A shortage of mechanics who are comfortable working on electric vehicles is the latest training challenge Canada will run into in the shift off fossil fuels.
“Electric cars are coming fast and we need to be prepared,” but “the automotive industry, in my mind, is not prepared for it,” Maple Ridge, B.C. mechanic and trainer Klaus Uebelacker told Castanet. “Everybody is scared. Seriously, everybody is scared. They don’t understand the system.”
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Uebelacker “believes there are few trained professionals currently in the business who can confidently open the hood of an EV and know what they’re getting themselves into,” the Kelowna, B.C. news site adds. “That’s a problem in Canada in 2020, he says—one that’s only going to get worse if it isn’t addressed soon.”
Uebelacker was a Mercedes-Benz mechanic for more than two decades, and now trains roadside assistance staff for the B.C. Automobile Association and teaches in the automotive program at Kwantlen Polytechnic University. Out of personal interest, he enrolled in an EV maintenance program funded under CleanBC, the provincial climate plan.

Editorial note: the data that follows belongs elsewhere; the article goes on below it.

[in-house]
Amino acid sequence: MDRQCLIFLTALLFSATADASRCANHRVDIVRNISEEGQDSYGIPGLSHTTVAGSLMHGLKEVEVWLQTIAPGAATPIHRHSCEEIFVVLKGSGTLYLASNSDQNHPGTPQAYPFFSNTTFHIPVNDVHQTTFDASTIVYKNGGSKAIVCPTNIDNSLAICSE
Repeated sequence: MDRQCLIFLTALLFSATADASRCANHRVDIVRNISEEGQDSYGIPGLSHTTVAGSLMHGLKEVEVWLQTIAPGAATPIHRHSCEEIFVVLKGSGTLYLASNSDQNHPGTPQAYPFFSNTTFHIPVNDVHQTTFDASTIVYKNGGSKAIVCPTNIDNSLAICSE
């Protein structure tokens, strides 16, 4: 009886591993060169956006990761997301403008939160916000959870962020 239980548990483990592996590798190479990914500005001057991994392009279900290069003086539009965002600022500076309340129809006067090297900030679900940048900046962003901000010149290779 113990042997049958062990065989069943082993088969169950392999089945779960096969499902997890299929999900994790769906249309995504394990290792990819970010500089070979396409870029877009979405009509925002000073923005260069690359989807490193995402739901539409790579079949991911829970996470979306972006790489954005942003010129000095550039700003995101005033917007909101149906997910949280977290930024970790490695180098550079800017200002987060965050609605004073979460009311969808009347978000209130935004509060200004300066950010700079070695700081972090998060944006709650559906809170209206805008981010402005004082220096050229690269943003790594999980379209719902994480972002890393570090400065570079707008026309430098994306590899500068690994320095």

That course was “the only place where they actually touch electric cars and do training on them,” he said. “You take the parts out, you actually look inside, they show you how to activate it, how to take the battery out. You actually take a complete battery apart, physically look at it, and say, ‘Oh, that’s what happens.’”
Castanet points to the Green Budget Coalition’s recommendation for a C$10-million technician training program for zero-emission vehicles, something Uebelacker calls a “no-brainer” that he would “absolutely recommend”. With the transition to EVs accelerating, “I think in every apprenticeship, that should be almost mandatory,” he said. “Coming out of the automotive industry, and being an instructor in a university, I really recommend it”—not only for mechanics, but for roadside assistance staff with organizations like BCAA.
“It is important that tow operators understand how EVs work, so they can handle them without getting shocked or electrocuted by the car’s high-voltage system,” Castanet writes. “The procedure to check an EV’s components is completely different from that of a gas-powered vehicle.”
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